6.A Under the M’Naghten test, a person may be found not guilty by reason of insanity only if mental illness prevented him from knowing the nature and quality of his act or from knowing that the act was legally wrong. Since Anthony knew what he was doing (i.e., that he was poisoning the Governor) and knew that it was against the law, he was not insane.
B refers to the irresistible impulse supplement, and is incorrect because the facts indicate that the jurisdiction has adopted only the M’Naghten test. C is incorrect because it refers to the Durham rule, which is no longer applied in any jurisdiction. In some jurisdictions, a defendant is insane under the M’Naghten rule if mental disease caused him/her to suffer from a delusion within the context of which the defendant’s act would be lawful. D is incorrect, however, because even within the context of Anthony’s delusion, Anthony knew that killing the governor was an unlawful act.
7.C Murder involves malice aforethought coupled with an act which proximately results in the unlawful killing of a human being. Since malice aforethought includes the intent to inflict great bodily harm, and since it was Duggan’s intention to severely injure Ventana, the only issue to be resolved in determining Duggan’s guilt is whether Duggan’s act was a proximate cause of Ventana’s death. If it was, then Duggan is guilty of murder.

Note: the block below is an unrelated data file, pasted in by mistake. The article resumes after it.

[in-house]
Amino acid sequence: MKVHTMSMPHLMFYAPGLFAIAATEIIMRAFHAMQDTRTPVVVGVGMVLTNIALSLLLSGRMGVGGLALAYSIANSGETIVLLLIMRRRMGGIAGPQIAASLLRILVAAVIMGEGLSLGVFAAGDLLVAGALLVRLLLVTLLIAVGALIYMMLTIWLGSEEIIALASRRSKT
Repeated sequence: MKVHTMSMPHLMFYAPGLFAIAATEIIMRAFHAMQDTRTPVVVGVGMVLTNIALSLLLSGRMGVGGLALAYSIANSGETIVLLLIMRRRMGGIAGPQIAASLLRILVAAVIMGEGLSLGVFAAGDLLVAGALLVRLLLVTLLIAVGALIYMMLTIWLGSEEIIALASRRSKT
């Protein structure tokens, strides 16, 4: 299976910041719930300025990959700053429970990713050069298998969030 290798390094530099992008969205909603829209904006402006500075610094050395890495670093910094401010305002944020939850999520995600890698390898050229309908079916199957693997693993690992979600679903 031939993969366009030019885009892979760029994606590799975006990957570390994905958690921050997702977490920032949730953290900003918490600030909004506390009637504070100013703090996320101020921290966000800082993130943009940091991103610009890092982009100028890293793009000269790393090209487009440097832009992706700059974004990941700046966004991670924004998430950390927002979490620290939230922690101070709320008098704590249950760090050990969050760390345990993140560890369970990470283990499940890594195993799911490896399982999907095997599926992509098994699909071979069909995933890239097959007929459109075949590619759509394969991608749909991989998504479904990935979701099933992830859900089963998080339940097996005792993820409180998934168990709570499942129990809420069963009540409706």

Intervening proximate causes of Ventana’s death would not prevent Duggan’s act from also being a proximate cause, unless those intervening causes could be characterized as unforeseeable or independent. Although Ventana’s allergic reaction to the drug was an intervening cause of harm, there is no indication that such an allergic reaction was unforeseeable. Since the drug was given to relieve pain which resulted from the beating, neither its administration nor the patient’s allergic reaction to it can be termed independent. A is, therefore, incorrect. B is incorrect because Ventana’s death may have had several proximate causes. The fact that Dr. Medich’s conduct was one of them does not mean that Duggan’s conduct was not also one of them. Since Ventana’s death would not have occurred without Dr. Medich’s conduct, Dr. Medich’s conduct was a factual cause of death. Since Dr. Medich’s conduct occurred after Duggan’s, Dr. Medich’s conduct was an intervening cause of that death. But an intervening cause does not break the chain of proximate causation, unless that intervention was unforeseeable. Sometimes gross negligence or recklessness by an intervenor is held to be unforeseeable. This is not an inflexible rule, however. Under some circumstances, even reckless conduct or gross negligence has been held foreseeable. For this reason, a finding that Dr. Medich’s conduct was reckless or grossly negligent — without an additional finding that it was unforeseeable — would not be sufficient to result in the conclusion that Duggan’s conduct was not one of the proximate causes of Ventana’s death. D is, therefore, incorrect.